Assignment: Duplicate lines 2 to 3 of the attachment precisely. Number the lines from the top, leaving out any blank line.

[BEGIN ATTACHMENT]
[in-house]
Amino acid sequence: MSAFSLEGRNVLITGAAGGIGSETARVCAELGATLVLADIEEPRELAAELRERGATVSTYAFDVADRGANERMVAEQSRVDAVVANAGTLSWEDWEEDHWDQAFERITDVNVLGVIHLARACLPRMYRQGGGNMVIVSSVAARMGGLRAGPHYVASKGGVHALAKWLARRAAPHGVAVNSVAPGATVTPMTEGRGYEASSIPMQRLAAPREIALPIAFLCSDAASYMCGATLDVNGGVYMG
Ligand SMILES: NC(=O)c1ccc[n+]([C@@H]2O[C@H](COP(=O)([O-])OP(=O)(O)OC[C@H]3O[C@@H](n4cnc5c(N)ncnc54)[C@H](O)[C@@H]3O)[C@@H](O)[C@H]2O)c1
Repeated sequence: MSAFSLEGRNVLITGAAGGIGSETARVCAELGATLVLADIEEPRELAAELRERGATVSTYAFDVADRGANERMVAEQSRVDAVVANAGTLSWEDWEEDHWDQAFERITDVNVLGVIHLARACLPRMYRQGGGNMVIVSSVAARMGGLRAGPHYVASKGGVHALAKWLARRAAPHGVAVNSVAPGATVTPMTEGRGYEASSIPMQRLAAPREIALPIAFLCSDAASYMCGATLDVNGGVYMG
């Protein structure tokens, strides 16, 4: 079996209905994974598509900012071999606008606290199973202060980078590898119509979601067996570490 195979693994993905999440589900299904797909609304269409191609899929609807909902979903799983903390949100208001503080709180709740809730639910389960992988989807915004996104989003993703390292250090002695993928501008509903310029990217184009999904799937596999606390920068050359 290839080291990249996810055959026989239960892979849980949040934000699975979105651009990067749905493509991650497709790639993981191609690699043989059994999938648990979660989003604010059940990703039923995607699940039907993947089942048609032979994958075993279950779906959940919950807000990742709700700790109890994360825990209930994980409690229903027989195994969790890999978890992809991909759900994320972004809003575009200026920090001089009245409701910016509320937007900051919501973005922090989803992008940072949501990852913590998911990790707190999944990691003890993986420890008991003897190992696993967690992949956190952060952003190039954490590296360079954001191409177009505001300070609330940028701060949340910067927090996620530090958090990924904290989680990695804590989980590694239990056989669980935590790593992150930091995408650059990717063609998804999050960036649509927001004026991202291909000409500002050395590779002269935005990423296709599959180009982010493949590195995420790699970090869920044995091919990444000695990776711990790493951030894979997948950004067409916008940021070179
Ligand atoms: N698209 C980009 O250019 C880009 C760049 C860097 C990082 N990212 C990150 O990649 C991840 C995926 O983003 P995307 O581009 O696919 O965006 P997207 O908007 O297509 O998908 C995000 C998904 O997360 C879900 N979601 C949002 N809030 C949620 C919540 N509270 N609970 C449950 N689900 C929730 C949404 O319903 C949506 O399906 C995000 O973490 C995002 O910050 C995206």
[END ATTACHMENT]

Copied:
Amino acid sequence: MSAFSLEGRNVLITGAAGGIGSETARVCAELGATLVLADIEEPRELAAELRERGATVSTYAFDVADRGANERMVAEQSRVDAVVANAGTLSWEDWEEDHWDQAFERITDVNVLGVIHLARACLPRMYRQGGGNMVIVSSVAARMGGLRAGPHYVASKGGVHALAKWLARRAAPHGVAVNSVAPGATVTPMTEGRGYEASSIPMQRLAAPREIALPIAFLCSDAASYMCGATLDVNGGVYMG
Ligand SMILES: NC(=O)c1ccc[n+]([C@@H]2O[C@H](COP(=O)([O-])OP(=O)(O)OC[C@H]3O[C@@H](n4cnc5c(N)ncnc54)[C@H](O)[C@@H]3O)[C@@H](O)[C@H]2O)c1